Science Center's Garden In Full Bloom With Flora And Grasshoppers
By RYAN GILBERT
August 07, 2012
The Connecticut Science Center's rooftop garden opened in May for the 2012 season, and has quickly become the ideal place for visitors to experience native plants and "green" rooftop architecture or simply enjoy the wide views of downtown Hartford, the Connecticut River and the nearby countryside.
Children buzz around the 6,316-square-foot plot like bees on a daily basis while their guardians look on and explore the ample array of flora and fauna.
"People really love it," says Tracy Shirer, the center's director of marketing and public relations. "This is the best this area has looked since we've opened, and there's something for everybody here. Coming up here is the best part of my day, and I learn something new every time I do."
Located on the building's sixth floor, which includes galleries devoted to "Smart Energy," "Planet Earth" and "A River of Life," the seasonally operated garden has established itself as one of the premiere attractions at the science center, which is now three years old. Staff scientist Thomas McKenna recently added more than 350 plants to the garden and says that all of them have been successful.
"The only problem we've had is an exciting one," says McKenna. "We've found hundreds of grasshoppers and they're eating holes in some of the plants. Grasshoppers can jump pretty high but not this high. We think they were brought up with some of the plants, and, normally, the birds would eat the grasshoppers, but Hartford's peregrine falcon is eating all the birds or driving them into hiding, so it's been a cool and interesting challenge."
The transformation of a rooftop space into a bustling and picturesque garden was imagined as an extension of the center's indoor galleries. The garden features a unique set of growing conditions that allow different types of plants to all grow in one garden. Six different "zones," including a shade garden, an alpine garden, a children's garden and a section that uses xeriscaping, gardening in ways that reduce the need for additional water from irrigation, make up the plot. Blueberry bushes, strawberry plants, canna lilies, prickly pear cactus, various herbs and milkweeds are just some of the foliage.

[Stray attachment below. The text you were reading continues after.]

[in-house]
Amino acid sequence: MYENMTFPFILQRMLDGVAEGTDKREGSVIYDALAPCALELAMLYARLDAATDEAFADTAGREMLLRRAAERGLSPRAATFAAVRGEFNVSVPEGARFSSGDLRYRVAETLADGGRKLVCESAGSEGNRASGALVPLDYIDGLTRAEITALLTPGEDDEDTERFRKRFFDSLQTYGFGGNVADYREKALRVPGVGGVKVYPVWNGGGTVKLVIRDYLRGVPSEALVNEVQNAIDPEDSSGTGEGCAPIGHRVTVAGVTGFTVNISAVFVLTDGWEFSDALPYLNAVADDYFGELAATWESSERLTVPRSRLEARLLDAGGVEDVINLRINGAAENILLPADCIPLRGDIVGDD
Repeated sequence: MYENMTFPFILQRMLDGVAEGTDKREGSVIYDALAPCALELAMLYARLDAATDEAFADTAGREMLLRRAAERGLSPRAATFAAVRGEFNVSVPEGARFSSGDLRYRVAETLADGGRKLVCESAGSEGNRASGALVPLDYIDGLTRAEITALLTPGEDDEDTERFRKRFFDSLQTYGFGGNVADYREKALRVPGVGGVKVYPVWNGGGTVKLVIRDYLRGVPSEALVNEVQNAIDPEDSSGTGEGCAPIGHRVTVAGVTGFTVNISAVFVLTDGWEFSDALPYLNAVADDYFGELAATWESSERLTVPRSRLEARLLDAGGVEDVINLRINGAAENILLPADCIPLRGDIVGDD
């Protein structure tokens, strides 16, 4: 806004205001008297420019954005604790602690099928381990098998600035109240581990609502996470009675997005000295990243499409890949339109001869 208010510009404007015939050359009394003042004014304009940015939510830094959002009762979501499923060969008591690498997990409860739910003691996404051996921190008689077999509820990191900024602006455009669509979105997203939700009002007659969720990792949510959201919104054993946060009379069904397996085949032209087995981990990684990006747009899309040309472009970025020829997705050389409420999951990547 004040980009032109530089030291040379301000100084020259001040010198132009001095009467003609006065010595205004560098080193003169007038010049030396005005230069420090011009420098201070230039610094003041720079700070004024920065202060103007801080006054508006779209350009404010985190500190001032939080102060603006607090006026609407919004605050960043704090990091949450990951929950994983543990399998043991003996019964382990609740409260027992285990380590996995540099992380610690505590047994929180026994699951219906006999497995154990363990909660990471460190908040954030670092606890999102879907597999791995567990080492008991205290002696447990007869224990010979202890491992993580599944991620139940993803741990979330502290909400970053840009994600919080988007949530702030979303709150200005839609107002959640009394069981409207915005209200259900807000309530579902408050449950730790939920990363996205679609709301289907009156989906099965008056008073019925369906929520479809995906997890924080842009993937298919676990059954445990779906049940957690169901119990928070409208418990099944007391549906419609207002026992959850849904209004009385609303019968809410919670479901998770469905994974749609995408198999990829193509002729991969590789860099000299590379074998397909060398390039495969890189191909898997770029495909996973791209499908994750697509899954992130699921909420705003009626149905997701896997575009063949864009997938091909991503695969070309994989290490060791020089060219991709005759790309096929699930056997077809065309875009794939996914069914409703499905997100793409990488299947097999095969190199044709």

"The method we've tried to use with this 'outdoor gallery' is the power of observation," says McKenna. "We've kept an eye on and asked staff and visitors what they think is working, what else they'd like to see. We had visitors mention they'd love to have benches to sit on up here, something as simple as that, and now we have benches made out of recycled milk jugs."
The rooftop garden had an important impact on the center being an LEED-Gold certified building — one built using "green" or environmentally conscious methods and materials, and the garden adds to its qualification. The garden also was recently certified as a monarch butterfly waystation. McKenna says his favorite part of the job is simply speaking with visitors and gardeners about this "neat eco-system perched on top of an urban building." From using "turtl-izer," the waste water of the center's common snapping turtle, to help the plants not doing well, to having visitors tag bees fertilizing the flora and incorporating more signs with tips on what plants visitors should smell and touch, McKenna and the other staff scientists are doing their best to invite more interactive exploration and participation.
"This garden means something different for everybody," says McKenna. "We want people to be surprised and inspired by what they see. I envision us creating more and more hands-on exhibits."
"People look to us to be the leader," adds Shirer. "We're always brainstorming, and we hope to keep expanding and changing our programs according to what scientists, educators and visitors want to see. We're listening."
The Connecticut Science Center operates seven days a week. Hours are 10 a.m. to 5 p.m., with admissions allowed until 4 p.m. General admission, and combo tickets including movie, respectively: adults $19 and $24; seniors $16.50 and $21.50; youth (ages 4 through 17) $14 and $19. Children 3 and under are free. The science center is offering free admission to Hartford residents in August via free passes from Hartford library branches. Information: http://www.ctsciencecenter.org or 860-724-3623.
Reprinted with permission of the Hartford Courant.
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